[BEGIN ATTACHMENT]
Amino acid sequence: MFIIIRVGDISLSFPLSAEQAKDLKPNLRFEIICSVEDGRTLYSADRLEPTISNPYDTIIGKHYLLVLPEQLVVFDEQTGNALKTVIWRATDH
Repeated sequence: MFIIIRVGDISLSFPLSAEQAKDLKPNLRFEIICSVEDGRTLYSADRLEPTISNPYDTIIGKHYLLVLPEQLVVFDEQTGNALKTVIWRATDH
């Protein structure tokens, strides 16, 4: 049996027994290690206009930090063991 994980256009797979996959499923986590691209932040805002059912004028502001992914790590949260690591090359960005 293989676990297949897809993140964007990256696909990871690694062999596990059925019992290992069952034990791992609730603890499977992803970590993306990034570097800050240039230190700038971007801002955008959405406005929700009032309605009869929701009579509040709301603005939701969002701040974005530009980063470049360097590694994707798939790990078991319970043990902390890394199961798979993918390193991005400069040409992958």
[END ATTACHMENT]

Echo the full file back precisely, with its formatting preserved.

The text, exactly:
Amino acid sequence: MFIIIRVGDISLSFPLSAEQAKDLKPNLRFEIICSVEDGRTLYSADRLEPTISNPYDTIIGKHYLLVLPEQLVVFDEQTGNALKTVIWRATDH
Repeated sequence: MFIIIRVGDISLSFPLSAEQAKDLKPNLRFEIICSVEDGRTLYSADRLEPTISNPYDTIIGKHYLLVLPEQLVVFDEQTGNALKTVIWRATDH
């Protein structure tokens, strides 16, 4: 049996027994290690206009930090063991 994980256009797979996959499923986590691209932040805002059912004028502001992914790590949260690591090359960005 293989676990297949897809993140964007990256696909990871690694062999596990059925019992290992069952034990791992609730603890499977992803970590993306990034570097800050240039230190700038971007801002955008959405406005929700009032309605009869929701009579509040709301603005939701969002701040974005530009980063470049360097590694994707798939790990078991319970043990902390890394199961798979993918390193991005400069040409992958």